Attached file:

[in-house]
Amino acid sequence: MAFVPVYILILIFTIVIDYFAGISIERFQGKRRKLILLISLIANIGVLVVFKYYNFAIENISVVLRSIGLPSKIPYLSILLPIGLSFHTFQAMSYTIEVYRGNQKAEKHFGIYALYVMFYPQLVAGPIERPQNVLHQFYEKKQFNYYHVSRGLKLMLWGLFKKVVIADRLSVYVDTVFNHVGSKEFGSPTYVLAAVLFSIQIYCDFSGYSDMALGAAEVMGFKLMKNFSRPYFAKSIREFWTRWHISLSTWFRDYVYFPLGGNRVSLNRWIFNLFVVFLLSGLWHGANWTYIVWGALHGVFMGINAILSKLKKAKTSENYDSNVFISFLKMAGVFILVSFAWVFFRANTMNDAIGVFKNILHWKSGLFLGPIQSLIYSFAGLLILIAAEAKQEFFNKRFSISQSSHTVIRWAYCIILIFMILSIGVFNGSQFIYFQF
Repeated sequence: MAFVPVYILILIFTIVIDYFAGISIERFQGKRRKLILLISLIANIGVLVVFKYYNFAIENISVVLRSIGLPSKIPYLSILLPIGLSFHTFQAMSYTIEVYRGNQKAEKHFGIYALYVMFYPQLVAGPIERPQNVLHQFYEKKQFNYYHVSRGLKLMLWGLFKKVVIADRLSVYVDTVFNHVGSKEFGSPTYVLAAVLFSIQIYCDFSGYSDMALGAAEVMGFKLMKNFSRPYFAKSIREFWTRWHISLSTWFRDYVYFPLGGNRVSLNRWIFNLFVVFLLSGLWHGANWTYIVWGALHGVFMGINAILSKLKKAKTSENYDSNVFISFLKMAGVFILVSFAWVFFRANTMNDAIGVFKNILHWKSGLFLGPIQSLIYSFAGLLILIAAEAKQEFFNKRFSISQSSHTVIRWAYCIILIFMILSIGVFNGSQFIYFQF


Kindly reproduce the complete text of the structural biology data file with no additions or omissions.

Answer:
[in-house]
Amino acid sequence: MAFVPVYILILIFTIVIDYFAGISIERFQGKRRKLILLISLIANIGVLVVFKYYNFAIENISVVLRSIGLPSKIPYLSILLPIGLSFHTFQAMSYTIEVYRGNQKAEKHFGIYALYVMFYPQLVAGPIERPQNVLHQFYEKKQFNYYHVSRGLKLMLWGLFKKVVIADRLSVYVDTVFNHVGSKEFGSPTYVLAAVLFSIQIYCDFSGYSDMALGAAEVMGFKLMKNFSRPYFAKSIREFWTRWHISLSTWFRDYVYFPLGGNRVSLNRWIFNLFVVFLLSGLWHGANWTYIVWGALHGVFMGINAILSKLKKAKTSENYDSNVFISFLKMAGVFILVSFAWVFFRANTMNDAIGVFKNILHWKSGLFLGPIQSLIYSFAGLLILIAAEAKQEFFNKRFSISQSSHTVIRWAYCIILIFMILSIGVFNGSQFIYFQF
Repeated sequence: MAFVPVYILILIFTIVIDYFAGISIERFQGKRRKLILLISLIANIGVLVVFKYYNFAIENISVVLRSIGLPSKIPYLSILLPIGLSFHTFQAMSYTIEVYRGNQKAEKHFGIYALYVMFYPQLVAGPIERPQNVLHQFYEKKQFNYYHVSRGLKLMLWGLFKKVVIADRLSVYVDTVFNHVGSKEFGSPTYVLAAVLFSIQIYCDFSGYSDMALGAAEVMGFKLMKNFSRPYFAKSIREFWTRWHISLSTWFRDYVYFPLGGNRVSLNRWIFNLFVVFLLSGLWHGANWTYIVWGALHGVFMGINAILSKLKKAKTSENYDSNVFISFLKMAGVFILVSFAWVFFRANTMNDAIGVFKNILHWKSGLFLGPIQSLIYSFAGLLILIAAEAKQEFFNKRFSISQSSHTVIRWAYCIILIFMILSIGVFNGSQFIYFQF